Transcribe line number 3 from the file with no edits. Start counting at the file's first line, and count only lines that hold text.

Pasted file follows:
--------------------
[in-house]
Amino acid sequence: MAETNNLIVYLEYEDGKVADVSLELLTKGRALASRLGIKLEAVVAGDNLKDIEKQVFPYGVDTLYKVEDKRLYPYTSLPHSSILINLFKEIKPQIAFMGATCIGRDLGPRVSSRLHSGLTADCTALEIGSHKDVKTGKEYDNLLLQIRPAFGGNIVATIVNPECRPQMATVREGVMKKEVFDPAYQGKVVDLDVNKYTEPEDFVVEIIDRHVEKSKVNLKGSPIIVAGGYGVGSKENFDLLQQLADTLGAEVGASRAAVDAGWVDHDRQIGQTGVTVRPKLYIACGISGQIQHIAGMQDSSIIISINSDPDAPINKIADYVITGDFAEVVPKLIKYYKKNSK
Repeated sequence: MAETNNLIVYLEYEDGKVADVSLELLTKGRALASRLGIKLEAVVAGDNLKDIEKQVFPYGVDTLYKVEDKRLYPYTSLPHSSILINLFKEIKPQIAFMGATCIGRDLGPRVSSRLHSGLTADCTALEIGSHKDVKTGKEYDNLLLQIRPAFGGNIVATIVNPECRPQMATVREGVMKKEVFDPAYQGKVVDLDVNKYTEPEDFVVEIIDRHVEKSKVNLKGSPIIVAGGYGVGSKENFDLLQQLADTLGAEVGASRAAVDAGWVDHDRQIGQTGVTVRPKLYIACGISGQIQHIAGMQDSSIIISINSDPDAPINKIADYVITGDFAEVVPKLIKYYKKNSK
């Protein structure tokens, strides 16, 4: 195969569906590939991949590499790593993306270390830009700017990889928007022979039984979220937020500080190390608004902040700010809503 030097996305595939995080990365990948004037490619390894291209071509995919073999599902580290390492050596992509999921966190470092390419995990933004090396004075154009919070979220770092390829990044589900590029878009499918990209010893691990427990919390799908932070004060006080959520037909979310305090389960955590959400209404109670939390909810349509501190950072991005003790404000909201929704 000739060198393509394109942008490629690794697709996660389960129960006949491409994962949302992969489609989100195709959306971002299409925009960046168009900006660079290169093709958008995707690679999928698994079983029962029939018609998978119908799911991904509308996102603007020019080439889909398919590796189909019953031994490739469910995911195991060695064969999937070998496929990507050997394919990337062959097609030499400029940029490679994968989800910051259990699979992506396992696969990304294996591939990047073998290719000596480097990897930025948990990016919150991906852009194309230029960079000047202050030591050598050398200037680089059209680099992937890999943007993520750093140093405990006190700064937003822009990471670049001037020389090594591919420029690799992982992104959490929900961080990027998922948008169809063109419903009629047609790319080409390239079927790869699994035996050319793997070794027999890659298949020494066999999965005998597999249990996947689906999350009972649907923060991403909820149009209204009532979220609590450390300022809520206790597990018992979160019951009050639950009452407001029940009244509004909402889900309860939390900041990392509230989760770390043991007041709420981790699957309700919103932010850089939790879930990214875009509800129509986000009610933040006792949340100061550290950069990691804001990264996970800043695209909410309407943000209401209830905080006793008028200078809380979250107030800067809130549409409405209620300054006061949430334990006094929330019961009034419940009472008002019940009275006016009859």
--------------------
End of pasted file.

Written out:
Repeated sequence: MAETNNLIVYLEYEDGKVADVSLELLTKGRALASRLGIKLEAVVAGDNLKDIEKQVFPYGVDTLYKVEDKRLYPYTSLPHSSILINLFKEIKPQIAFMGATCIGRDLGPRVSSRLHSGLTADCTALEIGSHKDVKTGKEYDNLLLQIRPAFGGNIVATIVNPECRPQMATVREGVMKKEVFDPAYQGKVVDLDVNKYTEPEDFVVEIIDRHVEKSKVNLKGSPIIVAGGYGVGSKENFDLLQQLADTLGAEVGASRAAVDAGWVDHDRQIGQTGVTVRPKLYIACGISGQIQHIAGMQDSSIIISINSDPDAPINKIADYVITGDFAEVVPKLIKYYKKNSK